Prohibition Pig played a huge role in my drinking education: I first tried fernet at the Waterbury Brewery and Barbeque.
It was 2013 or so, and Fernet-Branca had its own tap next to beer. I sat at the bar, staring at its shelves full of booze and hoping I was cool enough to drink the bitter, confusing, almost medicinal shot.
These days, the school of spirits is high on the agenda at Pro Pig. In November, the restaurant launched its liquor company as part of an effort to bring its bar-to-ceiling liquor wall back to its pre-pandemic full glory.
The back of the menu of dishes now lists 30 three-ounce liquor flights, covering local spirits, after-dinner drinks, mezcal, rum, and 17 domestic and foreign whiskey selections.
“We’re highlighting some of our favorite things and digging into what Vermont has to offer, but we’re also taking people around the world,” said Jackson Strayer-Benton, beverage director for Heirloom Hospitality, the group. of restaurants in Vermont which includes Pro Pig, the two locations of Hen of the Wood and Stowe’s Doc Ponds.
“And [they’re] learning while they taste,” added Laura Thompson, Pro Pig bar manager.
You can, however, pair a flight of 12-, 17- and 25-year-old single malt Scotch from the Speyside Whiskey Distillery with pork cheek patty, peeling prawns or duck fat fries at Pro Pig.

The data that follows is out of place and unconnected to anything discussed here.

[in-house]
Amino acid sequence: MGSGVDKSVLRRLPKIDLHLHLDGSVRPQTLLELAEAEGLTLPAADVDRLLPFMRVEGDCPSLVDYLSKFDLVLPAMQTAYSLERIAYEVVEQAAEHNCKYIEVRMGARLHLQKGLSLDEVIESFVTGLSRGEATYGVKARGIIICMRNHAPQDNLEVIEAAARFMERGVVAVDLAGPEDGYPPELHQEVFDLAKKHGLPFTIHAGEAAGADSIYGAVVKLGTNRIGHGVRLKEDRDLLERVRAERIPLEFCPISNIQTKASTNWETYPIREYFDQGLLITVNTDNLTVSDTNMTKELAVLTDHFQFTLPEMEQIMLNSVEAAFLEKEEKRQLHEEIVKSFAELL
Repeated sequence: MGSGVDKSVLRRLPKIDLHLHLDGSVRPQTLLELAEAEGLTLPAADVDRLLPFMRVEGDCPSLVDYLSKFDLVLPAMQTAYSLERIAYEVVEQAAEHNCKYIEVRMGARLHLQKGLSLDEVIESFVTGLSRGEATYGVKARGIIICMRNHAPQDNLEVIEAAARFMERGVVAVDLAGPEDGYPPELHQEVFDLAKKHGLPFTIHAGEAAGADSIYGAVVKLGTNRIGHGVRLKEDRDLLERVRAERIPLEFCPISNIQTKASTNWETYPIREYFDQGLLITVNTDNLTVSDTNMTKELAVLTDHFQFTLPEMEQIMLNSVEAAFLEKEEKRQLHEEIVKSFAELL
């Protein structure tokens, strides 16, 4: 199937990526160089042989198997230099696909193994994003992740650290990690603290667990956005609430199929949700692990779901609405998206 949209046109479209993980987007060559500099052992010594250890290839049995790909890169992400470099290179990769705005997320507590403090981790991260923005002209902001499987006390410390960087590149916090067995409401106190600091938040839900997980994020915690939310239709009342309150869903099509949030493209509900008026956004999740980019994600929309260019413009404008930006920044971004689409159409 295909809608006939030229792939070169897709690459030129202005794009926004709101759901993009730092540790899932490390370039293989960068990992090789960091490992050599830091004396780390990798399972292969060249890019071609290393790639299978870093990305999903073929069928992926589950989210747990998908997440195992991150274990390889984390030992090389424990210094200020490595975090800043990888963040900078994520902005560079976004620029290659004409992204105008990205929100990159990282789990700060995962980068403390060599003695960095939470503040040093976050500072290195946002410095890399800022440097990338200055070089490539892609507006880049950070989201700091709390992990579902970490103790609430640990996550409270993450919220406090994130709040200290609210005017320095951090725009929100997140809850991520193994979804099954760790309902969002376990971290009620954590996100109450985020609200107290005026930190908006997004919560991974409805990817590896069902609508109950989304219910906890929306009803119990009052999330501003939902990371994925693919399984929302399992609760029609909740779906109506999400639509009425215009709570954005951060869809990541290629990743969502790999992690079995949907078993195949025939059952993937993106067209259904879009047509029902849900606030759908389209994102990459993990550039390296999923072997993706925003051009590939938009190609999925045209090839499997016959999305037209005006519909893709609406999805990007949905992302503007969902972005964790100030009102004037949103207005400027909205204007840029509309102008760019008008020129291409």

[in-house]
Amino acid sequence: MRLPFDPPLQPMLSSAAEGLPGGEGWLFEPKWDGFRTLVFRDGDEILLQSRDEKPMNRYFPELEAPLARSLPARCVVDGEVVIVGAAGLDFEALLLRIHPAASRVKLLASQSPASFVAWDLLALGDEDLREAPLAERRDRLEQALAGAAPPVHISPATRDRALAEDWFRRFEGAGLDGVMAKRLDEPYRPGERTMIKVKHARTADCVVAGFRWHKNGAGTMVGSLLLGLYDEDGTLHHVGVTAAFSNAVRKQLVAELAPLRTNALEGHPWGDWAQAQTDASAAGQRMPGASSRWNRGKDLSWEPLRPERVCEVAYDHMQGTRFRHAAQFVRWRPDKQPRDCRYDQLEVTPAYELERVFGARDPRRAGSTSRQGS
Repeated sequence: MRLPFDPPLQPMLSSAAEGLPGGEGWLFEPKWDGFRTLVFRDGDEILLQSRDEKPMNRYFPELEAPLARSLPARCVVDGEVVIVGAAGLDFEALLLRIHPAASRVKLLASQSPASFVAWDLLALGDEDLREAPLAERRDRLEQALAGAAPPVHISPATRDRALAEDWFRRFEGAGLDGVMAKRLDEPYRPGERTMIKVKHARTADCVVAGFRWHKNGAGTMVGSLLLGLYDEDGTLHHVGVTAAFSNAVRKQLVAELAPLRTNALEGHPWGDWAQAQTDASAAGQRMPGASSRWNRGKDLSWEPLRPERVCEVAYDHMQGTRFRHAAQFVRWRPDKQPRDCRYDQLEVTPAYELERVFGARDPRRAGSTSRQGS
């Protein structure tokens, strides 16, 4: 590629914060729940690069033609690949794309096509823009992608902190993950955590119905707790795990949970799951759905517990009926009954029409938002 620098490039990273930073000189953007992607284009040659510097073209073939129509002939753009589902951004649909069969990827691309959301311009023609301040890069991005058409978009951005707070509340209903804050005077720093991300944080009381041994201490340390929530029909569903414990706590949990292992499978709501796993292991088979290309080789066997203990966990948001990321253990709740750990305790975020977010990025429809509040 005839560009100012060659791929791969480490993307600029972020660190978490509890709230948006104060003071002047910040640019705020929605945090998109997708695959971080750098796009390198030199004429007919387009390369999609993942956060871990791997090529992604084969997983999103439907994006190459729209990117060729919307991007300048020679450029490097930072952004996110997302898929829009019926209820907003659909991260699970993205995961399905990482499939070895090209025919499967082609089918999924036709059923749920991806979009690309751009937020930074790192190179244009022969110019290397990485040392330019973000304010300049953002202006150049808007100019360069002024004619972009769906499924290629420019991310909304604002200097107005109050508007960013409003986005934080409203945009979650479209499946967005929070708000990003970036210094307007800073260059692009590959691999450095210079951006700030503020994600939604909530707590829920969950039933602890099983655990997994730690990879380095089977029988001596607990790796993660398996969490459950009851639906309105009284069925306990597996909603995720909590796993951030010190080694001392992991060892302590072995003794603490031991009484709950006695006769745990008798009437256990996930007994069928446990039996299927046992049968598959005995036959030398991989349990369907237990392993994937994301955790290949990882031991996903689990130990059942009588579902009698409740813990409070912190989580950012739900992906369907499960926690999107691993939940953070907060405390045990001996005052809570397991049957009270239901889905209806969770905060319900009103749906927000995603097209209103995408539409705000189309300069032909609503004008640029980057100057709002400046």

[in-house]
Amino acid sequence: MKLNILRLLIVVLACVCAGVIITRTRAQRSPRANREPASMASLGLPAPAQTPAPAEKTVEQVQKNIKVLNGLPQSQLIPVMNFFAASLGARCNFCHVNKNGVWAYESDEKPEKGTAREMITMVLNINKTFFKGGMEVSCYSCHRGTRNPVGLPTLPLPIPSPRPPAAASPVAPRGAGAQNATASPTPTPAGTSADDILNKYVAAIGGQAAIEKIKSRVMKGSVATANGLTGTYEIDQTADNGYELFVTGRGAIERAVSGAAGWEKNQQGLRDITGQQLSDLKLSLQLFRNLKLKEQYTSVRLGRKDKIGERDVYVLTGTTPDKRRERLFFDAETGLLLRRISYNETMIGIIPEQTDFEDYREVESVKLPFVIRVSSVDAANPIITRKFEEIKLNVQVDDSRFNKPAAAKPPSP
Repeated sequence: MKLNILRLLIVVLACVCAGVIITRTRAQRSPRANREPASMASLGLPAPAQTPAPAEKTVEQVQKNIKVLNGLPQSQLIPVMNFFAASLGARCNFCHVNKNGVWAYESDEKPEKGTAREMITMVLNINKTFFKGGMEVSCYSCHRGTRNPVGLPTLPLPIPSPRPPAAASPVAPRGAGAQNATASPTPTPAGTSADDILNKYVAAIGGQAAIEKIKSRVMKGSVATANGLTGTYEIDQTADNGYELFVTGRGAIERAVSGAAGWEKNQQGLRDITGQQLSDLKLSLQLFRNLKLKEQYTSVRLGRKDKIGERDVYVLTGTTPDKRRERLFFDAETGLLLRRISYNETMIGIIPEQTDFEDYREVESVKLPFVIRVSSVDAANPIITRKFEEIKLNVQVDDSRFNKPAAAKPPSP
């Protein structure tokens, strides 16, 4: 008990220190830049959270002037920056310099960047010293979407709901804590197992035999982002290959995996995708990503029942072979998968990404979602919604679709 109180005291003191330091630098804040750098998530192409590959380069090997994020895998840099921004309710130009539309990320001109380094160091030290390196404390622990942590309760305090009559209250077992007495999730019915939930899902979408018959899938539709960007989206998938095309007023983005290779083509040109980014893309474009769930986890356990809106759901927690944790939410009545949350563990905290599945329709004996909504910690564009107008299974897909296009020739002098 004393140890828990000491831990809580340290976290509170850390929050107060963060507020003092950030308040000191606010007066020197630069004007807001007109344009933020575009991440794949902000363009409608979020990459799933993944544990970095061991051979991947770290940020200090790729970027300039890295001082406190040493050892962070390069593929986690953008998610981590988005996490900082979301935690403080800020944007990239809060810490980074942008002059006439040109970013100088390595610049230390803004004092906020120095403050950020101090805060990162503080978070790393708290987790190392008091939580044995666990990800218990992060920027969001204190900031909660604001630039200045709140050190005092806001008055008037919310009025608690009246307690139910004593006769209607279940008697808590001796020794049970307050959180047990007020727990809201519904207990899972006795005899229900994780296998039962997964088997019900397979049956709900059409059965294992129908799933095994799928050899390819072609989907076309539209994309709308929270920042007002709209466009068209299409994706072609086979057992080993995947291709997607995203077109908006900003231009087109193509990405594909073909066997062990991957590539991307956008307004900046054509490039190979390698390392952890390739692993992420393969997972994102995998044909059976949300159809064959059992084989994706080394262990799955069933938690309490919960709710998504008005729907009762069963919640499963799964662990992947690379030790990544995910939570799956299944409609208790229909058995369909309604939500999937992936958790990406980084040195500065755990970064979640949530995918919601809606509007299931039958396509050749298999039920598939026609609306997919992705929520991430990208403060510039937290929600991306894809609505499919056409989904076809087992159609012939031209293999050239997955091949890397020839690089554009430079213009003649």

The range includes its fair share of hard-to-find bottles that are new on the wall, including unique Highland Park Fire and Ice editions.
It also offers local favorites including Caledonia Spirits vodka and gin; rum from Mad River Distillers; and Dead Bird Brandy and Pommeau from the Shelburne Orchards Distillery, which is a treat rarely available outside of the orchard itself.
“We’re excited about this one, because it’s just mind blowing what Nick [Cowles] done here,” Strayer-Benton said of the orchard owner.
Each flight is served on an Original Provisions tasting board made from staves of old Maker’s Mark casks by Executive Chef Jordan Ware of Hen of the Wood in Burlington. It comes with a cheat sheet highlighting what’s special about the selections, from historical context to complex processes.
As I sipped the Old Forester Flight ($31), Strayer-Benton explained that it’s the only bourbon that was continuously sold by the same company before, during, and after Prohibition. Each pour highlights a different style of aging.
The card accompanying the Xicaru mezcal flight ($30) notes that chicken is added in the final distillation of the Pechuga Mole — a traditional step in the pechuga process that makes the drink non-vegetarian, Strayer-Benton confirmed.
While flights cost between $15 and $80, with most being between $20 and $40, the Liquor Corporation is free to join. Each member receives a tracking page in the Liquor Corporation binder. When they reach benchmarks of 10, 20 or all 30 flights – named Sea Bird, Malahat and Tomoka, respectively, for Prohibition-era smuggling ships – they are rewarded with gifts, gift cards or a private tasting.
“I’m always surprised who orders what,” Thompson said. “I carded the first person to command the Grand Marnier flight, and he was 22. He said his grandfather drank it all the time.”
Pro Pig’s motto is “Meat Here”, but it might as well be “Drink Here”.